The Chief Justice of the U.S. Supreme Court has named two new federal district court judges to the Foreign Intelligence Surveillance Court to replace two others whose term had expired. The FIS Court is responsible for reviewing government applications for electronic surveillance and physical search under the Foreign Intelligence Surveillance Act.
Both judges were appointed for a seven year term effective May 19, 2011, said Sheldon L. Snook, Esq., the Administrative Assistant to the Chief Judge of the US District Court for the District of Columbia.
They replace outgoing FIS Court members Judge Dee Benson and Judge Frederick J. Scullin, Jr. whose term on the Court ended May 18.
“At least one of these [FIS Court] judges is available at all times–24 hours a day, 7 days a week, 365 days a year–for the purpose of reviewing government applications to use FISA authorities and, if those applications are sufficient, approving them by issuing an order,” said Sen. Dianne Feinstein this week.
“During calendar year 2010, the Government made 1,579 applications to the Foreign Intelligence Surveillance Court for authority to conduct electronic surveillance and/or physical searches for foreign intelligence purposes,” according to the latest Justice Department report to Congress on implementation of the FISA.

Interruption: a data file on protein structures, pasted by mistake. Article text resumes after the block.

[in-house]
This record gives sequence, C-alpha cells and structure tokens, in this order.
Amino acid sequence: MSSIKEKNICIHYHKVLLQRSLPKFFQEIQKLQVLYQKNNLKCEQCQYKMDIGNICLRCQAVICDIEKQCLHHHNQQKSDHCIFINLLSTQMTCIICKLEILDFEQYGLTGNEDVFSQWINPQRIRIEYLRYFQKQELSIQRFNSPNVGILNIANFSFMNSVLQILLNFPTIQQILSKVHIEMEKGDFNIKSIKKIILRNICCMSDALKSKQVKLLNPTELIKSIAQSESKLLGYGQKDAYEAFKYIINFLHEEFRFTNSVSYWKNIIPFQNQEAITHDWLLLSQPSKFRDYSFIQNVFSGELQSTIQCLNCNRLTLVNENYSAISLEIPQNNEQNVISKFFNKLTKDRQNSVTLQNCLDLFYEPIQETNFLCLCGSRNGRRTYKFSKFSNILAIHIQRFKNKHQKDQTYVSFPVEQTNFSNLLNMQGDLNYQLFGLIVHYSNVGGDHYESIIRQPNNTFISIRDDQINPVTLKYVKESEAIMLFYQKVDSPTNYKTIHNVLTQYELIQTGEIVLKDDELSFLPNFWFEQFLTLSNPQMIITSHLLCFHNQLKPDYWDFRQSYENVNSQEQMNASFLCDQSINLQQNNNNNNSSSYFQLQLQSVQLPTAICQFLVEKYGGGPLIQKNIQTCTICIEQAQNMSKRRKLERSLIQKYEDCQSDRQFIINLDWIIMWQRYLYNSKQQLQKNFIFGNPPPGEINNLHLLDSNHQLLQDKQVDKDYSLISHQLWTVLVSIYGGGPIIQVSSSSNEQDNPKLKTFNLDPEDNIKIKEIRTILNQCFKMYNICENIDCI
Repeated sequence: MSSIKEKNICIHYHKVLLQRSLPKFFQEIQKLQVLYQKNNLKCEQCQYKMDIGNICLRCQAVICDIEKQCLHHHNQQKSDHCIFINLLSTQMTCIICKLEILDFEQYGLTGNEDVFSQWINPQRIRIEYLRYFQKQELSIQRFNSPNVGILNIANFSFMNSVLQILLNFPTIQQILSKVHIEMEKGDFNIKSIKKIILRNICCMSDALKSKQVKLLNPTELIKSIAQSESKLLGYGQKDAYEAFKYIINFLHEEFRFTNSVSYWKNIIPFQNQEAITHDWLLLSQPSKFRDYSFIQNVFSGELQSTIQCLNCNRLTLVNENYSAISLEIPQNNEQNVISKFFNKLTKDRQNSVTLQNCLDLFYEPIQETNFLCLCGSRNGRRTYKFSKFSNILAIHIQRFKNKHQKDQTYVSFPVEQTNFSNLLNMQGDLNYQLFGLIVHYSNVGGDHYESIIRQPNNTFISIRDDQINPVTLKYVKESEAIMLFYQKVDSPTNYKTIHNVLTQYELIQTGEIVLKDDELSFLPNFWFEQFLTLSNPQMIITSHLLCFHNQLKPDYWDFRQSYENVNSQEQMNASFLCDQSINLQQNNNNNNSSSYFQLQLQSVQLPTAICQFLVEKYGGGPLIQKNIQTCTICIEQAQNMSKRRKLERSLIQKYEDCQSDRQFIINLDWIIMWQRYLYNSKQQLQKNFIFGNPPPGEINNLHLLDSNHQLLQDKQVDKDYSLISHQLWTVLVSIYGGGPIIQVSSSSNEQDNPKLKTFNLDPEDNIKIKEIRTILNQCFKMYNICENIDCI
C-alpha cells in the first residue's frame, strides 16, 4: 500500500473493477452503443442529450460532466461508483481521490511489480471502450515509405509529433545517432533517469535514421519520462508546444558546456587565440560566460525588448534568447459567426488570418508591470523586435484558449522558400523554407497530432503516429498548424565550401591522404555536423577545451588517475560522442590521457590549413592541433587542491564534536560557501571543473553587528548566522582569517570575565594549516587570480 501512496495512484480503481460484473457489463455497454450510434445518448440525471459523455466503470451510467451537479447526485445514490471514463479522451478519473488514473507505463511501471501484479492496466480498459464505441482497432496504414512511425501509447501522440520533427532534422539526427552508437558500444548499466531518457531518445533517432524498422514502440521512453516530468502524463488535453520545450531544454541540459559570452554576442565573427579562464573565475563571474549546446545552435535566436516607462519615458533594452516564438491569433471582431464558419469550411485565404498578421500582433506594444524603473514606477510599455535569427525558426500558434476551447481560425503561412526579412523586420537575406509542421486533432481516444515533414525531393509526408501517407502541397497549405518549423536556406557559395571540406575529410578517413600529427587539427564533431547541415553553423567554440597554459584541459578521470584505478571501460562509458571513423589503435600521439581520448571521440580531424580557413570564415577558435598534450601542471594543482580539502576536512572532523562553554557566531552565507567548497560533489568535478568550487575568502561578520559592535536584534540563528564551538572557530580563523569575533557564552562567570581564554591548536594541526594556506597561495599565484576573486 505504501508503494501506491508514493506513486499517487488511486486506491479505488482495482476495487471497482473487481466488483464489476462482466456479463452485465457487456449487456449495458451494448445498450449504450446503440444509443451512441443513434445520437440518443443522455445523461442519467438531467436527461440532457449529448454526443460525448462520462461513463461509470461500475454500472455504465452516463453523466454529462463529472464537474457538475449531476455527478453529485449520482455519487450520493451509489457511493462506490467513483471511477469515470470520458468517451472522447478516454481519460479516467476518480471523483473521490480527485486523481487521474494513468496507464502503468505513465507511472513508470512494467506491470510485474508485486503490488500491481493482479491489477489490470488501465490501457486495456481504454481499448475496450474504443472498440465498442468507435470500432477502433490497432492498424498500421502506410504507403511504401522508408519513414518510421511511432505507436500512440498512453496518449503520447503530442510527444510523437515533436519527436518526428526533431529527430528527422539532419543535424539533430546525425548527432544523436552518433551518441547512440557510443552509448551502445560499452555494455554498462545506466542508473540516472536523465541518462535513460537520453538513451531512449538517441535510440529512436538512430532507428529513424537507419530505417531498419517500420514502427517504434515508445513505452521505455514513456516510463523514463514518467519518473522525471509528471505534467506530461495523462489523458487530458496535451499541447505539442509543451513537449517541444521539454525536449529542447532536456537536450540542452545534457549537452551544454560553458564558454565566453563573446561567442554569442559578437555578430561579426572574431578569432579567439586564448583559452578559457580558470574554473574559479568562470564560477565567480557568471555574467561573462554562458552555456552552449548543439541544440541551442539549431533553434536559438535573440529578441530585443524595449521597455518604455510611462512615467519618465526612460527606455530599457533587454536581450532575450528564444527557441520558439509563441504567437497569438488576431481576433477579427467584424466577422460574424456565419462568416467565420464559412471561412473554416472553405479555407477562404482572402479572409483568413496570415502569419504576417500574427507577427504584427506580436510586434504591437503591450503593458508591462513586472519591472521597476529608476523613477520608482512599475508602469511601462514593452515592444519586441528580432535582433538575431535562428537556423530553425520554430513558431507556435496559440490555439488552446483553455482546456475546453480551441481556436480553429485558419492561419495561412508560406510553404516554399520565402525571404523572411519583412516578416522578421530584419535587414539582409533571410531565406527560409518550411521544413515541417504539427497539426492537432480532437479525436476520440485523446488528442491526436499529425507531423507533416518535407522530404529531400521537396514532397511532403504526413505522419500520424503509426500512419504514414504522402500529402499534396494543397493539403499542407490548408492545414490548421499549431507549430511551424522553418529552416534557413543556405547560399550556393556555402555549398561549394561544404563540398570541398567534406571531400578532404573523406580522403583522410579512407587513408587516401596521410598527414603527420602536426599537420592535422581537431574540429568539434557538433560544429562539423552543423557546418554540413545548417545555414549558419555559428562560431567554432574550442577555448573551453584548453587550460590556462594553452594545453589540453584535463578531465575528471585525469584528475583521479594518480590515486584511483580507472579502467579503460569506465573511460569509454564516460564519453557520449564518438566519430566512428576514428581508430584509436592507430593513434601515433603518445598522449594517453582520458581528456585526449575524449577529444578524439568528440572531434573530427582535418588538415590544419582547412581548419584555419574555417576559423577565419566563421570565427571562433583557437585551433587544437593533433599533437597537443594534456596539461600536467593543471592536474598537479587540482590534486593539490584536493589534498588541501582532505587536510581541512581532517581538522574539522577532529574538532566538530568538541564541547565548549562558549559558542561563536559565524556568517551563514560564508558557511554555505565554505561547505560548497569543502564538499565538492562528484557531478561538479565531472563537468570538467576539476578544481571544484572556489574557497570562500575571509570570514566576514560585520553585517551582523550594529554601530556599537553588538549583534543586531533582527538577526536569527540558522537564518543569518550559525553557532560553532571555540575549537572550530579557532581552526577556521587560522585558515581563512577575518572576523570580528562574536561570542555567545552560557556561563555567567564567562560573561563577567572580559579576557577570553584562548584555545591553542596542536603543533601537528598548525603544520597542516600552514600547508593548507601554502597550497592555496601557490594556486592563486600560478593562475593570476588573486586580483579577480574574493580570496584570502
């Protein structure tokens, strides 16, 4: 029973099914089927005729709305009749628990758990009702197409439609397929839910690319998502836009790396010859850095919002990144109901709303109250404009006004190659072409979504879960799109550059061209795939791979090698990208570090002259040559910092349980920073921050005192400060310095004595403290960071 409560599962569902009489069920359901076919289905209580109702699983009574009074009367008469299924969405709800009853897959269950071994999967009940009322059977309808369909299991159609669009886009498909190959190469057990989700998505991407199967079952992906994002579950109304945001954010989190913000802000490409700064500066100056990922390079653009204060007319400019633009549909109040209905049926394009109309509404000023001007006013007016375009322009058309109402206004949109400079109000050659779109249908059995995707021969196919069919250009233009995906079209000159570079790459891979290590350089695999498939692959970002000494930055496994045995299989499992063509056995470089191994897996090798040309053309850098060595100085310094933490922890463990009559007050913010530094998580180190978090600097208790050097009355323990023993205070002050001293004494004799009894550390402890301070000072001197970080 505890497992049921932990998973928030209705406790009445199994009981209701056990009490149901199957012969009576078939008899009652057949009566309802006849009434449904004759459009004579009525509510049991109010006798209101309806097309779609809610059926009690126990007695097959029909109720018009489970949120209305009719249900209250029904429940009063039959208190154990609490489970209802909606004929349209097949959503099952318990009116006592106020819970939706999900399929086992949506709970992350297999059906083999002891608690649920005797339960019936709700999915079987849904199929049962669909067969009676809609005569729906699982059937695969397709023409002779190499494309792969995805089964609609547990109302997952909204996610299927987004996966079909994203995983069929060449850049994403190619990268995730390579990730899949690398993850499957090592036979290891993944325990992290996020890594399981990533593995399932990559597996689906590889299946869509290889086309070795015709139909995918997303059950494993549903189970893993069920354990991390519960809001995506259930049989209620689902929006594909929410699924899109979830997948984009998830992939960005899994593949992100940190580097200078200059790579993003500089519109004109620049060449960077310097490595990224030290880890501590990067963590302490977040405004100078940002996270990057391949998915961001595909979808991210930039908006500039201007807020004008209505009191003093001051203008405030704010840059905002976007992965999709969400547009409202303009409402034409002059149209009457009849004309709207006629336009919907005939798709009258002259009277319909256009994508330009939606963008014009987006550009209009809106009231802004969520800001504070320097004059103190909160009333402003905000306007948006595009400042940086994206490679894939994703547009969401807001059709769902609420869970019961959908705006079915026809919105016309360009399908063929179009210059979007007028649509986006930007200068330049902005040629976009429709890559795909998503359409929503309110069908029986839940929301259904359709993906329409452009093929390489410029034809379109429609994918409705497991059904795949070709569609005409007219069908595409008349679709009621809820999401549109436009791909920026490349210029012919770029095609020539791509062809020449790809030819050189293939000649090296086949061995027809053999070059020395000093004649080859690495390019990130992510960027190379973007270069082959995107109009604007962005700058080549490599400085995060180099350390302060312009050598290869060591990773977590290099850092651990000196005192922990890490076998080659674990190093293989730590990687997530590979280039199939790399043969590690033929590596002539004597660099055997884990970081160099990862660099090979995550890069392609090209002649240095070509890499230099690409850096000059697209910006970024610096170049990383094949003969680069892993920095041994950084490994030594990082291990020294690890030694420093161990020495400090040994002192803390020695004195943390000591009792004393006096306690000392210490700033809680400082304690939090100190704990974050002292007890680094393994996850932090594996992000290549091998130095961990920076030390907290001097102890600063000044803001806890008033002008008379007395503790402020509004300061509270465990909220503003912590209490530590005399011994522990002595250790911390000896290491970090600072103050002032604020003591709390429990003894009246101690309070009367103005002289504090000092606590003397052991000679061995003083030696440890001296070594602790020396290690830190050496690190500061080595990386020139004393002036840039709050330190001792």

The jurisdiction of the FIS Court has also been modified by statute in recent years. “The FISA Amendments Act, adopted in July 2008, made it so that FISA orders for surveillance in the U.S. of targets reasonably believed to be abroad no longer have to be obtained,” observed Greg Nojeim of the Center for Democracy and Technology. “As a result, a significant amount of surveillance that used to be reflected in the FISA court order numbers isn’t reflected in them any more.”
Despite the uphill battle the country is facing, Dr. Schlaerth feels optimistic about the future possibilities of industrial decarbonization.
A supply-side tax credit (STC) could offer a tax incentive to material suppliers and professional service consultants that provide goods or services to affordable housing projects.
The Department of Housing and Urban Development (HUD), Department of Commerce, and Department of Transportation should jointly develop and manage a data resource—a Housing Production Dashboard—to track housing production within and across states.
Exempting affordable housing from volume caps would address the underlying issue and have the greatest impact in this housing emergency.